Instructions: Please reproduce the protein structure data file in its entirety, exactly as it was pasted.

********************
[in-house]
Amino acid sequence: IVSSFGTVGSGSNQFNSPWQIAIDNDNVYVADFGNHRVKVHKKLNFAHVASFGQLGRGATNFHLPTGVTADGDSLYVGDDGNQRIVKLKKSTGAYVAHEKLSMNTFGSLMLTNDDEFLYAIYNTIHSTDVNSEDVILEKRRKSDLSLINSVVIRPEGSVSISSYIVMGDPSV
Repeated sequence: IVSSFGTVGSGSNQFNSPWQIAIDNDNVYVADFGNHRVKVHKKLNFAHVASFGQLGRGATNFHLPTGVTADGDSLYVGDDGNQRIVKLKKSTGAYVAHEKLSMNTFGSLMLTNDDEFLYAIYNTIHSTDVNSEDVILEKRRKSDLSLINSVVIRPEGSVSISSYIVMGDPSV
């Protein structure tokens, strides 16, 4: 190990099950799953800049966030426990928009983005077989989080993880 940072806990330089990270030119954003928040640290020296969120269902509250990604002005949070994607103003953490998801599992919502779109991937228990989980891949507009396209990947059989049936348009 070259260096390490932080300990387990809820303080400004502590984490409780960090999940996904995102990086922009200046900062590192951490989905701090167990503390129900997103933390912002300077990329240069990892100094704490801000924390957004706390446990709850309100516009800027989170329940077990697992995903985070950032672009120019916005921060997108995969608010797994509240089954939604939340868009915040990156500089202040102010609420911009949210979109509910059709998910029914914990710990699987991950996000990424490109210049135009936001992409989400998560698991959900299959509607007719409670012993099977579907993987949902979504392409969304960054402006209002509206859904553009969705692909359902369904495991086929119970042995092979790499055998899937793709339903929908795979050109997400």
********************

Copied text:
[in-house]
Amino acid sequence: IVSSFGTVGSGSNQFNSPWQIAIDNDNVYVADFGNHRVKVHKKLNFAHVASFGQLGRGATNFHLPTGVTADGDSLYVGDDGNQRIVKLKKSTGAYVAHEKLSMNTFGSLMLTNDDEFLYAIYNTIHSTDVNSEDVILEKRRKSDLSLINSVVIRPEGSVSISSYIVMGDPSV
Repeated sequence: IVSSFGTVGSGSNQFNSPWQIAIDNDNVYVADFGNHRVKVHKKLNFAHVASFGQLGRGATNFHLPTGVTADGDSLYVGDDGNQRIVKLKKSTGAYVAHEKLSMNTFGSLMLTNDDEFLYAIYNTIHSTDVNSEDVILEKRRKSDLSLINSVVIRPEGSVSISSYIVMGDPSV
């Protein structure tokens, strides 16, 4: 190990099950799953800049966030426990928009983005077989989080993880 940072806990330089990270030119954003928040640290020296969120269902509250990604002005949070994607103003953490998801599992919502779109991937228990989980891949507009396209990947059989049936348009 070259260096390490932080300990387990809820303080400004502590984490409780960090999940996904995102990086922009200046900062590192951490989905701090167990503390129900997103933390912002300077990329240069990892100094704490801000924390957004706390446990709850309100516009800027989170329940077990697992995903985070950032672009120019916005921060997108995969608010797994509240089954939604939340868009915040990156500089202040102010609420911009949210979109509910059709998910029914914990710990699987991950996000990424490109210049135009936001992409989400998560698991959900299959509607007719409670012993099977579907993987949902979504392409969304960054402006209002509206859904553009969705692909359902369904495991086929119970042995092979790499055998899937793709339903929908795979050109997400």